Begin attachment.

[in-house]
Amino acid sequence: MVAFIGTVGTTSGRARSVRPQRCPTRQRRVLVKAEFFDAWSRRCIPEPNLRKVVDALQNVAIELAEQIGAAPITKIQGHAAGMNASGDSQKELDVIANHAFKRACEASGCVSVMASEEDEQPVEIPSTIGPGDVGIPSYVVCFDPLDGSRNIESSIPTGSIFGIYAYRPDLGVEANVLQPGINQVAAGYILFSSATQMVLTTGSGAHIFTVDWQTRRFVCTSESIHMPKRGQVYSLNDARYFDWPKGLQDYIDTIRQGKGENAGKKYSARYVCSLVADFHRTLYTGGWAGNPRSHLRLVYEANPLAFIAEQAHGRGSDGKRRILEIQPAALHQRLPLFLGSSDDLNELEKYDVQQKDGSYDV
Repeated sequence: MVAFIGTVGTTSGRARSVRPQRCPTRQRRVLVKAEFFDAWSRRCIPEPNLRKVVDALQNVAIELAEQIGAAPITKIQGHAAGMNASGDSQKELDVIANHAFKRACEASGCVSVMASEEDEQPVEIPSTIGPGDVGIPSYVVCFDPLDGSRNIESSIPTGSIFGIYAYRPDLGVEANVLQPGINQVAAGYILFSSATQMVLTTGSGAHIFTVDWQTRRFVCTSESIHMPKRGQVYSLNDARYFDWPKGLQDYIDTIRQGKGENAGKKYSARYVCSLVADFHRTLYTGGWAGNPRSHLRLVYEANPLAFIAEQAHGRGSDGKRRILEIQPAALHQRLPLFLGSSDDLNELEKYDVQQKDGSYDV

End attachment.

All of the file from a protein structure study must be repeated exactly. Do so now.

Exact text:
[in-house]
Amino acid sequence: MVAFIGTVGTTSGRARSVRPQRCPTRQRRVLVKAEFFDAWSRRCIPEPNLRKVVDALQNVAIELAEQIGAAPITKIQGHAAGMNASGDSQKELDVIANHAFKRACEASGCVSVMASEEDEQPVEIPSTIGPGDVGIPSYVVCFDPLDGSRNIESSIPTGSIFGIYAYRPDLGVEANVLQPGINQVAAGYILFSSATQMVLTTGSGAHIFTVDWQTRRFVCTSESIHMPKRGQVYSLNDARYFDWPKGLQDYIDTIRQGKGENAGKKYSARYVCSLVADFHRTLYTGGWAGNPRSHLRLVYEANPLAFIAEQAHGRGSDGKRRILEIQPAALHQRLPLFLGSSDDLNELEKYDVQQKDGSYDV
Repeated sequence: MVAFIGTVGTTSGRARSVRPQRCPTRQRRVLVKAEFFDAWSRRCIPEPNLRKVVDALQNVAIELAEQIGAAPITKIQGHAAGMNASGDSQKELDVIANHAFKRACEASGCVSVMASEEDEQPVEIPSTIGPGDVGIPSYVVCFDPLDGSRNIESSIPTGSIFGIYAYRPDLGVEANVLQPGINQVAAGYILFSSATQMVLTTGSGAHIFTVDWQTRRFVCTSESIHMPKRGQVYSLNDARYFDWPKGLQDYIDTIRQGKGENAGKKYSARYVCSLVADFHRTLYTGGWAGNPRSHLRLVYEANPLAFIAEQAHGRGSDGKRRILEIQPAALHQRLPLFLGSSDDLNELEKYDVQQKDGSYDV